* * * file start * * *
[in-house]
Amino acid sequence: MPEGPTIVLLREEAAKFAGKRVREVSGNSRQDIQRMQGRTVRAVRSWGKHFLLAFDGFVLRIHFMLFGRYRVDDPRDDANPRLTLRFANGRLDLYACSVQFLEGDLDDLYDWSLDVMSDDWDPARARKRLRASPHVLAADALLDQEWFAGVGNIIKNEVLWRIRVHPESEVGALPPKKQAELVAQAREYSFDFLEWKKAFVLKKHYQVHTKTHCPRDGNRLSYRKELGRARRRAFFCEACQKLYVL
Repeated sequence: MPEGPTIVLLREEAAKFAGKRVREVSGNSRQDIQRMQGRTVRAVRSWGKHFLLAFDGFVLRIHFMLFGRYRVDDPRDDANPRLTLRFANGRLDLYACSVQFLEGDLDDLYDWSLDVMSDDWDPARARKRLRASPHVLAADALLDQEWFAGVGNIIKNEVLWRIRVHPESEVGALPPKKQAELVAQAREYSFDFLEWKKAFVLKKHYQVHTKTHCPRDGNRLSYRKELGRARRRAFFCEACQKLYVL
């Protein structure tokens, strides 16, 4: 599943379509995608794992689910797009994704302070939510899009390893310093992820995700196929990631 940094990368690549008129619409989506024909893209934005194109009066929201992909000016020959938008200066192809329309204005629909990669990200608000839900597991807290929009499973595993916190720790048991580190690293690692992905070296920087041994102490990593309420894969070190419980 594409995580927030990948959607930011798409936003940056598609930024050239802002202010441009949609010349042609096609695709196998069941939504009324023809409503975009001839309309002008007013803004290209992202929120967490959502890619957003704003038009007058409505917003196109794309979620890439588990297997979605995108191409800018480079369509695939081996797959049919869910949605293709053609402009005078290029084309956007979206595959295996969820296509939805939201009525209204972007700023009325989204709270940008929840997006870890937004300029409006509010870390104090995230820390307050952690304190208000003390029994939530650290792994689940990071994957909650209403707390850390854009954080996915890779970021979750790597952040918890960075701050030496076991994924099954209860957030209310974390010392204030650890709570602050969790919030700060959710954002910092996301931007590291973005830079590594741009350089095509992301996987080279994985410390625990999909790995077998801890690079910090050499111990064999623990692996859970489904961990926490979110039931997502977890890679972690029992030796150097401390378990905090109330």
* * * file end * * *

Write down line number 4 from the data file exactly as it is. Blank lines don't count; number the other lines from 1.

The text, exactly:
């Protein structure tokens, strides 16, 4: 599943379509995608794992689910797009994704302070939510899009390893310093992820995700196929990631 940094990368690549008129619409989506024909893209934005194109009066929201992909000016020959938008200066192809329309204005629909990669990200608000839900597991807290929009499973595993916190720790048991580190690293690692992905070296920087041994102490990593309420894969070190419980 594409995580927030990948959607930011798409936003940056598609930024050239802002202010441009949609010349042609096609695709196998069941939504009324023809409503975009001839309309002008007013803004290209992202929120967490959502890619957003704003038009007058409505917003196109794309979620890439588990297997979605995108191409800018480079369509695939081996797959049919869910949605293709053609402009005078290029084309956007979206595959295996969820296509939805939201009525209204972007700023009325989204709270940008929840997006870890937004300029409006509010870390104090995230820390307050952690304190208000003390029994939530650290792994689940990071994957909650209403707390850390854009954080996915890779970021979750790597952040918890960075701050030496076991994924099954209860957030209310974390010392204030650890709570602050969790919030700060959710954002910092996301931007590291973005830079590594741009350089095509992301996987080279994985410390625990999909790995077998801890690079910090050499111990064999623990692996859970489904961990926490979110039931997502977890890679972690029992030796150097401390378990905090109330």